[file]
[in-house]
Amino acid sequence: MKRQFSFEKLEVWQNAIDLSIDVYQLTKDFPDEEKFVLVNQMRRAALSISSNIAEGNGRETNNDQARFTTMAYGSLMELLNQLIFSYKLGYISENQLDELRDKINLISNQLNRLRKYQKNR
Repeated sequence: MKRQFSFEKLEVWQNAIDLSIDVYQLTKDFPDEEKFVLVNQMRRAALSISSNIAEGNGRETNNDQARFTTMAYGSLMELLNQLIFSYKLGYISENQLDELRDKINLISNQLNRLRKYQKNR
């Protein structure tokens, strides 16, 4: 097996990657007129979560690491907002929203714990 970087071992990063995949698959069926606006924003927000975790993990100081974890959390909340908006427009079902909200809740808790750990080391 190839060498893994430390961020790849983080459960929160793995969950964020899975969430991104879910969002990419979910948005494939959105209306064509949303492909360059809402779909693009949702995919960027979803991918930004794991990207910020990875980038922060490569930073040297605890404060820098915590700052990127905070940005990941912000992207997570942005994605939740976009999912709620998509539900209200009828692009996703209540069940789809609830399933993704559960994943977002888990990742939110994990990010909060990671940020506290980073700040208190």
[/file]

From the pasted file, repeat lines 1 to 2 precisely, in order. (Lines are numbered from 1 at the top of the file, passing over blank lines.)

[in-house]
Amino acid sequence: MKRQFSFEKLEVWQNAIDLSIDVYQLTKDFPDEEKFVLVNQMRRAALSISSNIAEGNGRETNNDQARFTTMAYGSLMELLNQLIFSYKLGYISENQLDELRDKINLISNQLNRLRKYQKNR